Verstegen, PeterTranslatorsecondary authorsome editionsconfirmed
Vietor, MarcNarratorsecondary authorsome editionsconfirmed
慎一郎, 森Translatorsecondary authorsome editionsconfirmed
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This reminds me of the ludicrous account he gave Mr. Langton, of the despicable state of a young gentleman of good family. "Sir, when I heard of him last, he was running about town shooting cats." And then in a sort of kindly reverie, he bethought himself of his own favorite cat, and said, "But, Hodge shan't be shot: no, no, Hodge shall not be shot."

--James Boswell, the Life of Samuel Johnson
To Véra
First words
I was the shadow of the waxwing slain / By the false azure in the windowpane.
Pale Fire, a poem in heroic couplets, of nine hundred ninty-nine lines, dividen into four cantos, was composed by Francis John Shade (born July 5, 1898, died July 21, 1959) during the last twenty days of his life, at his residence in New Wye, Appalachia, U.S.A
Pale Fire, a poem in heroic couplets, of nine hundred ninety-nine lines, divided into four cantos, was composed by John Francis Shade (born July 5, 1898, died July 21, 1959) during the last twenty days of his life, at his residence in New Wye, Appalachia, U.S.A.
I have no desire to twist and batter an unambiguous apparatus criticus into the monstrous semblance of a novel.
No lips would share the lipstick of her smoke.
Shadows, the, a regicidal organization which commissioned Gradus (q.v.) to assassinate the self-banished king; its leader’s terrible name cannot be mentioned, even in the Index to the obscure work of a scholar; his maternal grandfather, a well-known and very courageous master builder, was hired by Thurgus the Turgid, around 1885, to make certain repairs in his quarters, and soon after that perished, poisoned in the royal kitchens, under mysterious circumstances, together with his three young apprentices whose pretty first names Yan, Yonny, and Angeling, are preserved in a ballad still to be heard in some of our wilder valleys.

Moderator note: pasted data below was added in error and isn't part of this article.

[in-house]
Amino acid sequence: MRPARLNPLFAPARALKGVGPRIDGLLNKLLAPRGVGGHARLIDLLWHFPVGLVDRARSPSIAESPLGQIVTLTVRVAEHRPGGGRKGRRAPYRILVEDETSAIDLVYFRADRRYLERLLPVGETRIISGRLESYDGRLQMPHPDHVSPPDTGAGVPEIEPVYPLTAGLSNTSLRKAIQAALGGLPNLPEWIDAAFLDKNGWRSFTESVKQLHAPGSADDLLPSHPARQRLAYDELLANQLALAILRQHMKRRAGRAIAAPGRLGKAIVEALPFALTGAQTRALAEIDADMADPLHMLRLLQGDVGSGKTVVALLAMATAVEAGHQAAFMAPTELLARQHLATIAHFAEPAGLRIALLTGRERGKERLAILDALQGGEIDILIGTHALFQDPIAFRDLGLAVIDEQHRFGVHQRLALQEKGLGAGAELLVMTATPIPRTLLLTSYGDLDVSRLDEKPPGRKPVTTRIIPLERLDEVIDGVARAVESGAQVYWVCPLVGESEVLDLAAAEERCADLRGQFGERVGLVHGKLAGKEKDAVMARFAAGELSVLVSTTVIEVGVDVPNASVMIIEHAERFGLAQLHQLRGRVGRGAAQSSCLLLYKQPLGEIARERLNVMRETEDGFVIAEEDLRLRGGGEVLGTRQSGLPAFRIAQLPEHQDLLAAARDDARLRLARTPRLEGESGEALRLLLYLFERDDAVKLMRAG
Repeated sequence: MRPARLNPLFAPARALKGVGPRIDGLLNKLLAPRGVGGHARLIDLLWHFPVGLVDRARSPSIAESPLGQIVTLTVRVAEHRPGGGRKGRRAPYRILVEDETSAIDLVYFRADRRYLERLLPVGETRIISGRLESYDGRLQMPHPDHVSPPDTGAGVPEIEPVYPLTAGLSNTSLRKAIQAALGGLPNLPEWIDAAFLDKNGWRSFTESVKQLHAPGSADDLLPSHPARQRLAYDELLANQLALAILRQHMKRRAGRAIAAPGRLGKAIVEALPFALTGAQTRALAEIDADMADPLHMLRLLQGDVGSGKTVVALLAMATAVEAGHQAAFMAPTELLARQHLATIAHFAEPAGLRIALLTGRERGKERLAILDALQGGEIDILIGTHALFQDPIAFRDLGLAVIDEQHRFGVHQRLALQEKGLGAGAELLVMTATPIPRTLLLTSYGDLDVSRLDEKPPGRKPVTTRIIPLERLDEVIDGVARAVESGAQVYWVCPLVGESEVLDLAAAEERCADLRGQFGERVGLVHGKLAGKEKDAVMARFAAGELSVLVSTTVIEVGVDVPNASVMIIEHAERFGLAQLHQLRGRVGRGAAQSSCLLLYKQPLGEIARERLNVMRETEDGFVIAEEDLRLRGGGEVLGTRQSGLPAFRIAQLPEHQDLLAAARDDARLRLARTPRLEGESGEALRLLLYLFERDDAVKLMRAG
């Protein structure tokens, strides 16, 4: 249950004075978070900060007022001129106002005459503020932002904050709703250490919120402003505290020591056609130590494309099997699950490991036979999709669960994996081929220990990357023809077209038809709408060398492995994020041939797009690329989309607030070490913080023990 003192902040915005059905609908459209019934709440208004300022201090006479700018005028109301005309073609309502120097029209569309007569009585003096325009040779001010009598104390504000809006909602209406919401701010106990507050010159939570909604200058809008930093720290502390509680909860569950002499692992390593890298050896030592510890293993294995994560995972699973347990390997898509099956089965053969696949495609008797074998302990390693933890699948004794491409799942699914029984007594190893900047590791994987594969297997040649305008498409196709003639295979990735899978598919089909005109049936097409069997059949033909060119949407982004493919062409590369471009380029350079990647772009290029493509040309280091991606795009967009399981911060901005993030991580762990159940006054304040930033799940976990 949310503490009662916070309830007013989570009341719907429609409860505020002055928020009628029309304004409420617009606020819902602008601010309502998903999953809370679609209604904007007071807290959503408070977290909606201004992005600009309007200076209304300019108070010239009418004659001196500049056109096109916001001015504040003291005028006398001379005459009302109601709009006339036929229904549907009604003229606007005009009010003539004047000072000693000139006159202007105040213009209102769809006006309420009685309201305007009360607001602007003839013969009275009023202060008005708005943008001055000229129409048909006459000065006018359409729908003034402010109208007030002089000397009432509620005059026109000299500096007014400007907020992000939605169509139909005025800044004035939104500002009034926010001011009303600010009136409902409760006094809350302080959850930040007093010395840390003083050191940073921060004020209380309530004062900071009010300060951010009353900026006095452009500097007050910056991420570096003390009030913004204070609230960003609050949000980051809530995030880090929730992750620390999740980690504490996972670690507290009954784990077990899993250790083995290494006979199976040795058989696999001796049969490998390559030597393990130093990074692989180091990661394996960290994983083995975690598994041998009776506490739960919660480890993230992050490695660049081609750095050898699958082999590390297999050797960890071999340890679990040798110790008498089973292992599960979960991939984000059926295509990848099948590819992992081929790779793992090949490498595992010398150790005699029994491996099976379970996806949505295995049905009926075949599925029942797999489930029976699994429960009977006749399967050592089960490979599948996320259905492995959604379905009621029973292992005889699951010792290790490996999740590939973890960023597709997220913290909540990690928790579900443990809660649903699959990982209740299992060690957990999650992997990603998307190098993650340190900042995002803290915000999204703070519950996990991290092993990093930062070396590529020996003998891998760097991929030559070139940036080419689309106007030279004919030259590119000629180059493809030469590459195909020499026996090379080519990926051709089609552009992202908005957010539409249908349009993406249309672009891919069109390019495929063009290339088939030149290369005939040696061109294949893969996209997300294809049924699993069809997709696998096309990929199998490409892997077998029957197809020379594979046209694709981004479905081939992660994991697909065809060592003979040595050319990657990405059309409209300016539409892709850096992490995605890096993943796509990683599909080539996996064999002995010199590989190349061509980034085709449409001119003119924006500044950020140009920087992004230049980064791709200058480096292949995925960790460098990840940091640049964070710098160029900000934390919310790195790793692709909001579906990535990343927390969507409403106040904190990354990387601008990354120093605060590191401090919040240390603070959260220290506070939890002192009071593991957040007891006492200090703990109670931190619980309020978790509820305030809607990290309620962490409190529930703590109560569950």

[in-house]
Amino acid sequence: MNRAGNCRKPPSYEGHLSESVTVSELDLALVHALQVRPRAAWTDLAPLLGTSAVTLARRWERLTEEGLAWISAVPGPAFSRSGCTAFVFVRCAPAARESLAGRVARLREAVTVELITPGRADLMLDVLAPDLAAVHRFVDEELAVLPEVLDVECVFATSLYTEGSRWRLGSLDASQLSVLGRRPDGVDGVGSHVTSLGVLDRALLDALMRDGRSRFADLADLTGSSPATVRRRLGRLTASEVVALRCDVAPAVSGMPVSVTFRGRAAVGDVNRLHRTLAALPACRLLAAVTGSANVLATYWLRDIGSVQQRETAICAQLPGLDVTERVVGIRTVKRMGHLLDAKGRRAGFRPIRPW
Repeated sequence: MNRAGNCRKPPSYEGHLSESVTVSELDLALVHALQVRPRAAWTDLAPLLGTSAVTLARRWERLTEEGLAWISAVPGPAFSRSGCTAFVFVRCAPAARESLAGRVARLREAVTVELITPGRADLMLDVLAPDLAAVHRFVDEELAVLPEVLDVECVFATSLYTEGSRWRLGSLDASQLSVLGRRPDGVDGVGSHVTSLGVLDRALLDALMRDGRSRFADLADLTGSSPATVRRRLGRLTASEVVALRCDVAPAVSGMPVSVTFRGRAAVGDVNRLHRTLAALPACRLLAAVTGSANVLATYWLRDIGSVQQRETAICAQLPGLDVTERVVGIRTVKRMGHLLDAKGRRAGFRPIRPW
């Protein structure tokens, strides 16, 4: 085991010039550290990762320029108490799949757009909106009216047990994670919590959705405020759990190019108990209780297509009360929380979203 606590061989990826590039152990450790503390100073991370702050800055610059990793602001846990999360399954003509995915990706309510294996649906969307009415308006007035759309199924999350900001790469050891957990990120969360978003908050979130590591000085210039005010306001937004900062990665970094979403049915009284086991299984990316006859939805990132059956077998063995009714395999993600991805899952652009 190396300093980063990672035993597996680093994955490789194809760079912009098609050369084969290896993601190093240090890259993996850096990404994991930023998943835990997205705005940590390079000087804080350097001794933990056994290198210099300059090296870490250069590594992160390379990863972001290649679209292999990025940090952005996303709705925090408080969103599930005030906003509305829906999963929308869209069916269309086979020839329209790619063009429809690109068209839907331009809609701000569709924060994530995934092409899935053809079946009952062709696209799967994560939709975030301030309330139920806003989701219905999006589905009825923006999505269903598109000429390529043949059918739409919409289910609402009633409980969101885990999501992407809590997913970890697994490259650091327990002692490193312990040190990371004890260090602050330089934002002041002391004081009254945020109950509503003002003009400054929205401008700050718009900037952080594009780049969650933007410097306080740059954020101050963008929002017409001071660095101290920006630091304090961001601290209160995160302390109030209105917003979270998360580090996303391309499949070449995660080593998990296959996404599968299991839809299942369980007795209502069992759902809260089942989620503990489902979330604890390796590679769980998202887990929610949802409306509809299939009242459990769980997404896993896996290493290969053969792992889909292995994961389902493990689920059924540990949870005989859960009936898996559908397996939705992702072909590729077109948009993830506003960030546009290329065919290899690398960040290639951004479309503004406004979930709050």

I'm puzzled by the difference between / Two methods of composing. A, the kind / Which goes on solely in the poet's mind, / A testing of performing words, while he / Is soaping a third time one leg, and B, / The other kind, much more decorous, when / He's in his study wielding his pen.
Come and be worshiped, come and be caressed, My dark Vanessa, crimson-barred, my blest My Admirable butterfly! Explain. - It is *so* like the heart of a scholar in search of a fond name to pile a butterfly genus upon an Orphic divinity on top of the inevitable allusion to Vanhomrigh, Esther! In this connection a couple of lines from one of Swift's poems (which in these backwoods I cannot locate) have stuck in my memory: When, lo! *Vanessa* in her bloom / Advanced like *Atalanta*'s star.
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In Pale Fire, Nabokov offers a cornucopia of deceptive pleasures: a 999-line poem by the reclusive genius John Shade; an adoring foreword and commentary by Shade's self-styled Boswell, Dr. Charles Kinbote; a darkly comic novel of suspense, literary idolatry, one-upmanship, and political intrigue."This centaur work, half poem, half prose...is a creation of perfect beauty, symmetry, strangeness, originality and moral truth. Pretending to be a curio, it cannot disguise the fact that it is one of the great works of art of this century." -- Mary McCarthy

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Haiku summary
The curse of the verse!
(Note: this refers to Zembla.)
So: king, or madman?

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Penguin Australia

2 editions of this book were published by Penguin Australia.

Editions: 0141185260, 0141197242